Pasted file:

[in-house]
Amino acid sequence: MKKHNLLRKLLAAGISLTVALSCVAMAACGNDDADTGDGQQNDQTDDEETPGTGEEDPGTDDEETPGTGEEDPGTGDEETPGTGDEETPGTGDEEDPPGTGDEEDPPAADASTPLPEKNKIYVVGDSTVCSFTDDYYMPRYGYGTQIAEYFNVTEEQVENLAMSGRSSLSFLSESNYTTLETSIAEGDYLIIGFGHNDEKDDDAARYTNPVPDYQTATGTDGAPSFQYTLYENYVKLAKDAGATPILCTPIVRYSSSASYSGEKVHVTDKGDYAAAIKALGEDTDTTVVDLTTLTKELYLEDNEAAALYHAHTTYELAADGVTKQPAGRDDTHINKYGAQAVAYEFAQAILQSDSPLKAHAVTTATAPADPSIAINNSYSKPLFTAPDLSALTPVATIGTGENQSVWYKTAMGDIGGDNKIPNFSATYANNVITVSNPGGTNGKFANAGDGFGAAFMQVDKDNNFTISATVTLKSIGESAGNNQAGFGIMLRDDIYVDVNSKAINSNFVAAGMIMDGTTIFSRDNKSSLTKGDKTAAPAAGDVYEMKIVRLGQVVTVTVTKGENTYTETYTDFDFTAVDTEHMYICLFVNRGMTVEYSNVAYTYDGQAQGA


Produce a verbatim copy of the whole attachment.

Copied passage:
[in-house]
Amino acid sequence: MKKHNLLRKLLAAGISLTVALSCVAMAACGNDDADTGDGQQNDQTDDEETPGTGEEDPGTDDEETPGTGEEDPGTGDEETPGTGDEETPGTGDEEDPPGTGDEEDPPAADASTPLPEKNKIYVVGDSTVCSFTDDYYMPRYGYGTQIAEYFNVTEEQVENLAMSGRSSLSFLSESNYTTLETSIAEGDYLIIGFGHNDEKDDDAARYTNPVPDYQTATGTDGAPSFQYTLYENYVKLAKDAGATPILCTPIVRYSSSASYSGEKVHVTDKGDYAAAIKALGEDTDTTVVDLTTLTKELYLEDNEAAALYHAHTTYELAADGVTKQPAGRDDTHINKYGAQAVAYEFAQAILQSDSPLKAHAVTTATAPADPSIAINNSYSKPLFTAPDLSALTPVATIGTGENQSVWYKTAMGDIGGDNKIPNFSATYANNVITVSNPGGTNGKFANAGDGFGAAFMQVDKDNNFTISATVTLKSIGESAGNNQAGFGIMLRDDIYVDVNSKAINSNFVAAGMIMDGTTIFSRDNKSSLTKGDKTAAPAAGDVYEMKIVRLGQVVTVTVTKGENTYTETYTDFDFTAVDTEHMYICLFVNRGMTVEYSNVAYTYDGQAQGA